The bridge to “outer” nowhere?

Geoffrey Lawrence

In his Washington Examiner column today, Cato’s Gene Healy calls the space program the “biggest bridge to nowhere.”

In light of the space shuttle program’s cancellation, Healy points out that the average American enjoys little benefit from a federally-funded space program and that space exploration should be the domain of private enterprise. In fact, in a 2010 Rasmussen poll, the majority of Americans agreed with that statement.

As Healy points out, defenders of the space program primarily point to the program’s value as one that provides national glory, calling it “spacecraft as soulcraft.”

Healy doesn’t get into the flawed basis of the standard rationale for a subsidized space industry – that the space industry leads to the development of new commercial technologies. This tired argument, however, is as flawed as any other argument for government to provide anything other than “pure public goods.” I could point out the standard Austrian criticism that value is subjective and, because of this, policymakers can never make an unambiguous claim to improve social welfare through any type of government spending.

However, without getting into a pedantic discussion of economic theory to prove the wastefulness of a government space program, I can simply highlight that every dollar spend (or credit used) by government is a dollar (or unit of credit) that must first be taken out of the private sector. This pilfering limits the capital formation that would otherwise finance private-sector research and development on technologies that consumers actually demand. Public-sector R&D spending is typically far less efficient than private-sector R&D precisely because each dollar spent does not have to be justified by an anticipated consumer demand. Hence, government is free to waste R&D money on projects that may have no ultimate value to most consumers, even if a relatively small proportion of technologies developed through public R&D spending are eventually adapted for commercial use.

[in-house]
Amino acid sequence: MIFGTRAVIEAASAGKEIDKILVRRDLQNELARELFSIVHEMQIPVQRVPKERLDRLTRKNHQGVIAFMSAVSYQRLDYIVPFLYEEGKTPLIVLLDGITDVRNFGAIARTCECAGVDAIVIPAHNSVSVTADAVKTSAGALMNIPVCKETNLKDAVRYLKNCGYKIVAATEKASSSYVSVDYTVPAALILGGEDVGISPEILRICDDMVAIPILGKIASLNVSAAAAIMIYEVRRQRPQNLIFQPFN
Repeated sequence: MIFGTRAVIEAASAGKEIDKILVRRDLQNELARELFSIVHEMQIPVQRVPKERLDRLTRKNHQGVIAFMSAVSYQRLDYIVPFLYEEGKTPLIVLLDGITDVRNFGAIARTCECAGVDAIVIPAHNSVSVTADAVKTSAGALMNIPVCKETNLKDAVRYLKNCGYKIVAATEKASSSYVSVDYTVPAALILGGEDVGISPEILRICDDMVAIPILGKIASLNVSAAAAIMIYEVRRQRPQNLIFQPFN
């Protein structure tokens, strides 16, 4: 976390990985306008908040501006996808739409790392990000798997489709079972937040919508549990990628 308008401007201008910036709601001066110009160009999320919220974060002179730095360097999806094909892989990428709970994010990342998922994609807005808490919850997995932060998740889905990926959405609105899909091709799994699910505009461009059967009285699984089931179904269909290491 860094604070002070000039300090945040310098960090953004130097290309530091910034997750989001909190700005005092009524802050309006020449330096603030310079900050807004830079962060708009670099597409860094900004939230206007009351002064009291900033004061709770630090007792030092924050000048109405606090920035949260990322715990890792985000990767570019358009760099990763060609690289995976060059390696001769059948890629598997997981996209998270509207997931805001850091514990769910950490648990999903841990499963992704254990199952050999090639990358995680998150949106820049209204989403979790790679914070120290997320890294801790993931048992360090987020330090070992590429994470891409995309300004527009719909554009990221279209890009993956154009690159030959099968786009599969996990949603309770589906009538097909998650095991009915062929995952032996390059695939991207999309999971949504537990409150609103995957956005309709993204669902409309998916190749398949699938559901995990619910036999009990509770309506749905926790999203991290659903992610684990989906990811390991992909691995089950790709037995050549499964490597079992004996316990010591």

The lesson here: R&D should always be the realm of private enterprise because individual entreprenuers are subject to market discipline over their expenditures whereas government bureaucrats are not.

Geoffrey Lawrence

Geoffrey Lawrence

Director of Research

Geoffrey Lawrence is director of research at Nevada Policy.

Lawrence has broad experience as a financial executive in the public and private sectors and as a think tank analyst. Lawrence has been Chief Financial Officer of several growth-stage and publicly traded manufacturing companies and managed all financial reporting, internal control, and external compliance efforts with regulatory agencies including the U.S. Securities and Exchange Commission.  Lawrence has also served as the senior appointee to the Nevada State Controller’s Office, where he oversaw the state’s external financial reporting, covering nearly $10 billion in annual transactions. During each year of Lawrence’s tenure, the state received the Certificate of Achievement for Excellence in Financial Reporting Award from the Government Finance Officers’ Association.

From 2008 to 2014, Lawrence was director of research and legislative affairs at Nevada Policy and helped the institute develop its platform of ideas to advance and defend a free society.  Lawrence has also written for the Cato Institute and the Heritage Foundation, with particular expertise in state budgets and labor economics.  He was delighted at the opportunity to return to Nevada Policy in 2022 while concurrently serving as research director at the Reason Foundation.

Lawrence holds an M.A. in international economics from American University in Washington, D.C., an M.S. and a B.S. in accounting from Western Governors University, and a B.A. in international relations from the University of North Carolina at Pembroke.  He lives in Las Vegas with his beautiful wife, Jenna, and their two kids, Carson Hayek and Sage Aynne.